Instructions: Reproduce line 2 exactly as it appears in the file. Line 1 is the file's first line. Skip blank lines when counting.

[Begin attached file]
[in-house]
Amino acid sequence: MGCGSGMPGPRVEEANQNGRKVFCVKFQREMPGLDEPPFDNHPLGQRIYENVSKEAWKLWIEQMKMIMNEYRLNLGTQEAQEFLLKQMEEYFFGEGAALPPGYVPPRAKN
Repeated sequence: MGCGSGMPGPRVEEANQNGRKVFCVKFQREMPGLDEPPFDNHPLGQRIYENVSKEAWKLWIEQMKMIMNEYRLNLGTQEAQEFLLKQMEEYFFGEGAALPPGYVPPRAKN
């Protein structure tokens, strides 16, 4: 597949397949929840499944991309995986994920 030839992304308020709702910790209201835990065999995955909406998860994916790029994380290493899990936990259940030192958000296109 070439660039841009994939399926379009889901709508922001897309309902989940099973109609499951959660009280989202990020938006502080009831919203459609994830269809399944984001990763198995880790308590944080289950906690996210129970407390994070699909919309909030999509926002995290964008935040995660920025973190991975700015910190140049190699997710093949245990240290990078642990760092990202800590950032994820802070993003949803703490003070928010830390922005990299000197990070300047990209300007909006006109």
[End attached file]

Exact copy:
Amino acid sequence: MGCGSGMPGPRVEEANQNGRKVFCVKFQREMPGLDEPPFDNHPLGQRIYENVSKEAWKLWIEQMKMIMNEYRLNLGTQEAQEFLLKQMEEYFFGEGAALPPGYVPPRAKN